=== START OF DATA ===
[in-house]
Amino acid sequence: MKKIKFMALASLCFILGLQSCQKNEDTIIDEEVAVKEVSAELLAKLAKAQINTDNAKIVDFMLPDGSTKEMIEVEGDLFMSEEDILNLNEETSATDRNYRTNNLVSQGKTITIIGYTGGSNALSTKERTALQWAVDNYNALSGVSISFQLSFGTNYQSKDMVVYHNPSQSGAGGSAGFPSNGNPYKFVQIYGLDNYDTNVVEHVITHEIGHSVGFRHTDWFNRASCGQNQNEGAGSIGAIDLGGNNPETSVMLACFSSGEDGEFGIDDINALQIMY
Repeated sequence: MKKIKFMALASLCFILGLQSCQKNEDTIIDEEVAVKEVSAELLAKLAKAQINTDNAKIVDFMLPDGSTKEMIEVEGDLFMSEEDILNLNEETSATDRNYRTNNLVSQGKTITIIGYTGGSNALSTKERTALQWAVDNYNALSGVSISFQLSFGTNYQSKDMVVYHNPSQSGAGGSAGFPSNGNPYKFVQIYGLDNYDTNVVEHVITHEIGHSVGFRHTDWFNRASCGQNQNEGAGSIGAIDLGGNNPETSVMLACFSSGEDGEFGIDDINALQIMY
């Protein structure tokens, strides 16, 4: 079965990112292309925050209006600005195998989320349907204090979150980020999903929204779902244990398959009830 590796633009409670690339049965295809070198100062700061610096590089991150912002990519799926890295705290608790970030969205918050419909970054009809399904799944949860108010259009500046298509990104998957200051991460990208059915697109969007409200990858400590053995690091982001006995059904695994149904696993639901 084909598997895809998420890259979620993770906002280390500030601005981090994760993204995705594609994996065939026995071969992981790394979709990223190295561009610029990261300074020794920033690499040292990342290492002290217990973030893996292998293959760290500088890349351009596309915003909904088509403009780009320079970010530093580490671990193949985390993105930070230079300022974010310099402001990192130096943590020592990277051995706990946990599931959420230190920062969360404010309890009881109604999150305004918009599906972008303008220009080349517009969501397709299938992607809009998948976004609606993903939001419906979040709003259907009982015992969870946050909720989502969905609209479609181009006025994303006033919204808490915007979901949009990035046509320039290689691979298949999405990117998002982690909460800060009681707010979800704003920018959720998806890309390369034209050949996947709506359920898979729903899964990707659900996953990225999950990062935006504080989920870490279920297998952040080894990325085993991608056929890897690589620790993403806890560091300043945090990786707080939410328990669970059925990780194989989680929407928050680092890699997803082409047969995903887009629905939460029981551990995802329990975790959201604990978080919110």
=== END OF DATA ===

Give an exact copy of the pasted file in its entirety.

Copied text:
[in-house]
Amino acid sequence: MKKIKFMALASLCFILGLQSCQKNEDTIIDEEVAVKEVSAELLAKLAKAQINTDNAKIVDFMLPDGSTKEMIEVEGDLFMSEEDILNLNEETSATDRNYRTNNLVSQGKTITIIGYTGGSNALSTKERTALQWAVDNYNALSGVSISFQLSFGTNYQSKDMVVYHNPSQSGAGGSAGFPSNGNPYKFVQIYGLDNYDTNVVEHVITHEIGHSVGFRHTDWFNRASCGQNQNEGAGSIGAIDLGGNNPETSVMLACFSSGEDGEFGIDDINALQIMY
Repeated sequence: MKKIKFMALASLCFILGLQSCQKNEDTIIDEEVAVKEVSAELLAKLAKAQINTDNAKIVDFMLPDGSTKEMIEVEGDLFMSEEDILNLNEETSATDRNYRTNNLVSQGKTITIIGYTGGSNALSTKERTALQWAVDNYNALSGVSISFQLSFGTNYQSKDMVVYHNPSQSGAGGSAGFPSNGNPYKFVQIYGLDNYDTNVVEHVITHEIGHSVGFRHTDWFNRASCGQNQNEGAGSIGAIDLGGNNPETSVMLACFSSGEDGEFGIDDINALQIMY
């Protein structure tokens, strides 16, 4: 079965990112292309925050209006600005195998989320349907204090979150980020999903929204779902244990398959009830 590796633009409670690339049965295809070198100062700061610096590089991150912002990519799926890295705290608790970030969205918050419909970054009809399904799944949860108010259009500046298509990104998957200051991460990208059915697109969007409200990858400590053995690091982001006995059904695994149904696993639901 084909598997895809998420890259979620993770906002280390500030601005981090994760993204995705594609994996065939026995071969992981790394979709990223190295561009610029990261300074020794920033690499040292990342290492002290217990973030893996292998293959760290500088890349351009596309915003909904088509403009780009320079970010530093580490671990193949985390993105930070230079300022974010310099402001990192130096943590020592990277051995706990946990599931959420230190920062969360404010309890009881109604999150305004918009599906972008303008220009080349517009969501397709299938992607809009998948976004609606993903939001419906979040709003259907009982015992969870946050909720989502969905609209479609181009006025994303006033919204808490915007979901949009990035046509320039290689691979298949999405990117998002982690909460800060009681707010979800704003920018959720998806890309390369034209050949996947709506359920898979729903899964990707659900996953990225999950990062935006504080989920870490279920297998952040080894990325085993991608056929890897690589620790993403806890560091300043945090990786707080939410328990669970059925990780194989989680929407928050680092890699997803082409047969995903887009629905939460029981551990995802329990975790959201604990978080919110």